You may have a powerful new, low-cost competitor or fund provider that isn’t a robot, but probably is a firm you have relied on for analyzing and selecting mutual funds.

Giant mutual fund rating firm Morningstar expects to launch a sub-advised in-house group of funds, funds with lower costs and possibly easier to use than many portfolios now offered by advisors. That’s what Morningstar officials told the Securities and Exchange Commission in a filing.

Morningstar already is a player in the asset management business through its Morninstar Managed Portfolios and Workplace Solutions unit.  Prior to this announcement, its investment management solutions business included portfolio construction, monitoring, security selection and implementation.

However, this latest move could significantly expand its position in a market where it serves as both a rater and arbiter. Skeptics are likely to question whether the firm faces serious conflicts in rating the same firms and mutual funds it simultaneously sells and competes against.

But advisors interested in providing their clients options with extremely low expenses may also see value in offering these accounts to clients. For now, Morningstar indicates this platform will only be available to advisors. “Lowering costs on our products is aligned with our investment principles,” according to the filing.

These nine funds will compete with other mutual fund platforms and some advisors. They also can be used by advisors in a managed account. But will they possibly undercut advisors, mutual fund companies and other asset management platforms offering higher priced services?

“To understand what’s changing, it’s useful to consider how we build these portfolios today,” Morningstar wrote. Portfolio managers select and allocate assets to between 15 and 25 third-party mutual funds that they believe to be best in class, says Morningstar.

“We expect the cost savings to come from lower fees paid to third-party managers by removing a layer of costs embedded in the current fee structure,” Morningstar continued. “We expect these fees to be eliminated by using Morningstar sponsored funds in our Managed Portfolios. All else equal, lower fees should leave more money where it should be --in investors’ accounts.”

Morningstar's fund rating system has its own critics. Experts who have analyzed asset flows into mutual funds have noted that funds with five-star ratings, the top rating Morningstar assigns, attract the lion's share of new assets.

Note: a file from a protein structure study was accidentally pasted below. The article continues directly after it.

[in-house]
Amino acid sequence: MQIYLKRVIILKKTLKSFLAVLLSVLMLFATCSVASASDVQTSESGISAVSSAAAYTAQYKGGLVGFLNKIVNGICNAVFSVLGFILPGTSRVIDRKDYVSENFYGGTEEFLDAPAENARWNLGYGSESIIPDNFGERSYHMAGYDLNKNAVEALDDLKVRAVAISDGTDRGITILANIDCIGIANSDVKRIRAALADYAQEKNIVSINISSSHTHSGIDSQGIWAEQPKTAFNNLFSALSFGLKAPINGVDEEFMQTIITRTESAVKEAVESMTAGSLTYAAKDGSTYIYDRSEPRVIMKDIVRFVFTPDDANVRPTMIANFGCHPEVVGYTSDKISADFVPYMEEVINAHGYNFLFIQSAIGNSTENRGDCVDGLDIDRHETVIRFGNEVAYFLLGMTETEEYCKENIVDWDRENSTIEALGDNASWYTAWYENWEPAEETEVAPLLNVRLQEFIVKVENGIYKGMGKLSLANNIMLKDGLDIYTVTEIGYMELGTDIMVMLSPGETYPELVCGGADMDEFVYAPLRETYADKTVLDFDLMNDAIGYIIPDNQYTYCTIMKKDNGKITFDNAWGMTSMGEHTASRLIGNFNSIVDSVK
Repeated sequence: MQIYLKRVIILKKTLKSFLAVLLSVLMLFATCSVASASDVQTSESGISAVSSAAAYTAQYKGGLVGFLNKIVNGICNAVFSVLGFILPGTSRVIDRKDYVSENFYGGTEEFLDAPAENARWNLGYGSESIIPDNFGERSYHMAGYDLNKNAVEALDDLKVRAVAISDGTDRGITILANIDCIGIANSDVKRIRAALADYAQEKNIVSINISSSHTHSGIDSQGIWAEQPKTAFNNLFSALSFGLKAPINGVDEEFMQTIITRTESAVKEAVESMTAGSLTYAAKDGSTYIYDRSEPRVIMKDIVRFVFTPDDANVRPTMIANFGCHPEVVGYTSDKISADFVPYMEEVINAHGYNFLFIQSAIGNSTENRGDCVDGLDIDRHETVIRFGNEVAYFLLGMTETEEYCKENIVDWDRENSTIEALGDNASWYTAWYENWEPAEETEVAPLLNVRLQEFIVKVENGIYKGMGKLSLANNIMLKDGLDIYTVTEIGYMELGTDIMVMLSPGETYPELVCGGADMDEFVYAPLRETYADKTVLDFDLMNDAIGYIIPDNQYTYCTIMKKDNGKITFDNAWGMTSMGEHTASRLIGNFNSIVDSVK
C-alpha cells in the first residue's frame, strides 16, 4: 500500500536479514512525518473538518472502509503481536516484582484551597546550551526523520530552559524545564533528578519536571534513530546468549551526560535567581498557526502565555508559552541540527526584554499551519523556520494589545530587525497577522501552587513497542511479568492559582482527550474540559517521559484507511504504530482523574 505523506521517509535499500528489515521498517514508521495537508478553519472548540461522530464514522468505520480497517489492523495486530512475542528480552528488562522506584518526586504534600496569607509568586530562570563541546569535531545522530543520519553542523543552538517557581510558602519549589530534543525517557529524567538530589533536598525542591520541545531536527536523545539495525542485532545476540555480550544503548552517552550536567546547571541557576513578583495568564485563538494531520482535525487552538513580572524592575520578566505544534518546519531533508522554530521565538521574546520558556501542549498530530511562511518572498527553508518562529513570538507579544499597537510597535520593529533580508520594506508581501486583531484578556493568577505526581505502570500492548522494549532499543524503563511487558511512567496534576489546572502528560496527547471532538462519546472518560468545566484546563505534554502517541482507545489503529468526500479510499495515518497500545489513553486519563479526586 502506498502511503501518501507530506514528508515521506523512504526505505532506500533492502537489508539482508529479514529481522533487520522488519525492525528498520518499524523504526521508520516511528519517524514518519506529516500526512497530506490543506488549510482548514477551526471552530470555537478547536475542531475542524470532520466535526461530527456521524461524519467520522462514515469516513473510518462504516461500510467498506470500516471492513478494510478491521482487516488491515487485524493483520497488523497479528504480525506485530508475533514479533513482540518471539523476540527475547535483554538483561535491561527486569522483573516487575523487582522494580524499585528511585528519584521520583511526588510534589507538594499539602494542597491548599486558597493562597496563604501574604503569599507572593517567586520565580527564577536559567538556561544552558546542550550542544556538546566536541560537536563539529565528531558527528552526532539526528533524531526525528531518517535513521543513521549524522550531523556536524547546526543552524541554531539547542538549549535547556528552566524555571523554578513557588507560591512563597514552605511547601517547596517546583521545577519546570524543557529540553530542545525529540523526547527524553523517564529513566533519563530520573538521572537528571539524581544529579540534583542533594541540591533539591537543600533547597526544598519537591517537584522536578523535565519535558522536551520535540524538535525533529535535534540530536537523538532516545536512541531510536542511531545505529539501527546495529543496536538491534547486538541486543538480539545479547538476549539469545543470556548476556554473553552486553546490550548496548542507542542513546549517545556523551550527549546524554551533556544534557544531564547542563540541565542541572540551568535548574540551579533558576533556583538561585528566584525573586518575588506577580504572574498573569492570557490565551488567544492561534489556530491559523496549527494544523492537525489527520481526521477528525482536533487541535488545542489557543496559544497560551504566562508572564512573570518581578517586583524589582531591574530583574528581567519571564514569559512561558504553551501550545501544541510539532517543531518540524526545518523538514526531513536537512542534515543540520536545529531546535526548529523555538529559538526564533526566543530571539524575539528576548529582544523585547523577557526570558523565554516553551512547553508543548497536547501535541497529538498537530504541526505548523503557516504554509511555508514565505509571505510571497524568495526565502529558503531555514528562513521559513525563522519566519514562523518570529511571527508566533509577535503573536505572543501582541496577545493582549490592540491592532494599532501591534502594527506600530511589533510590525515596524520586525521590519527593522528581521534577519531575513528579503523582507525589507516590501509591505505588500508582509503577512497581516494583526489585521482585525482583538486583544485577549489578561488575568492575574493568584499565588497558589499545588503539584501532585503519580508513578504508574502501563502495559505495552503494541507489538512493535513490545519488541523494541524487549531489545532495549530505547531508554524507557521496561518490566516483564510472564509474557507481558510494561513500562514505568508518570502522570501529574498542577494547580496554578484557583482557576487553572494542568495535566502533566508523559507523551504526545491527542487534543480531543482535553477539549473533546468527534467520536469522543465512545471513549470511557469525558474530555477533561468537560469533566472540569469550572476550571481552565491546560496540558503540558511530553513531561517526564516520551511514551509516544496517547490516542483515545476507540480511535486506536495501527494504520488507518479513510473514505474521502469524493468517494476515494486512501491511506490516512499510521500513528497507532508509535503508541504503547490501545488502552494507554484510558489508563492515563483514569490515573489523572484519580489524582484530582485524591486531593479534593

Critics, including some advisors, charge the star system is backward looking and encourages investors to direct their savings into funds they should have purchased three to five years ago. Observers will be watching how Morningstar weights various factors, particularly cost and performance, in selecting funds for the new program.

Morningstar, in its filing, also said its advisor fund offering would create a more flexible format; that it would allow investors to achieve goals with fewer funds. (See below: Some Highlights from Morningstar’s Filing.)

Whether as an ally or competitor, Morningstar officials said the funds are designed as a lower-cost alternative to advisors. The latter’s services have been often criticized by consumer advocates. Critics have argued over decades that the advisory industry has been unable to provide cost-effective help to the people who need their services the most: Those with few or no assets.

Morningstar officials, citing SEC quiet period rules, declined comment.

Highlights From Morningstar’s Filing

· To reduce costs: We believe that moving to our own Morningstar funds will significantly reduce the costs to investors using Morningstar Managed Portfolios. Essentially, the Morningstar funds will help us achieve savings that we can pass along to investors. Secondarily, we believe that using the Morningstar funds could lead to enhanced tax-efficiency and facilitate the process of reallocating assets within each portfolio, when necessary.

• To simplify the portfolios and how they’re managed: Currently, the typical portfolio consists of 15 to 25 third-party mutual funds. Because the Morningstar funds would allocate assets to multiple managers, we believe we can use about one-quarter to one-third as many funds while keeping the same investment exposures. This should make the portfolios easier for advisors and clients to understand, and should also simplify portfolio management itself.

• To gain flexibility: The Morningstar funds should afford our portfolio managers greater flexibility to express investment ideas and adjust positions as circumstances warrant. Currently, it can be a bit cumbersome to adjust allocations to third-party mutual funds. That process should be smoother with Morningstar funds, which will invest through separate-account sleeves. We believe we will be able to reallocate capital between subadvisors more nimbly and precisely than before in this format. Also, using the Morningstar funds will give us access to managers who, while skilled and capable, don’t offer mutual funds and will allow us to implement investment ideas from our valuation-driven, contrarian-minded investment approach that the third-party fund structure would not.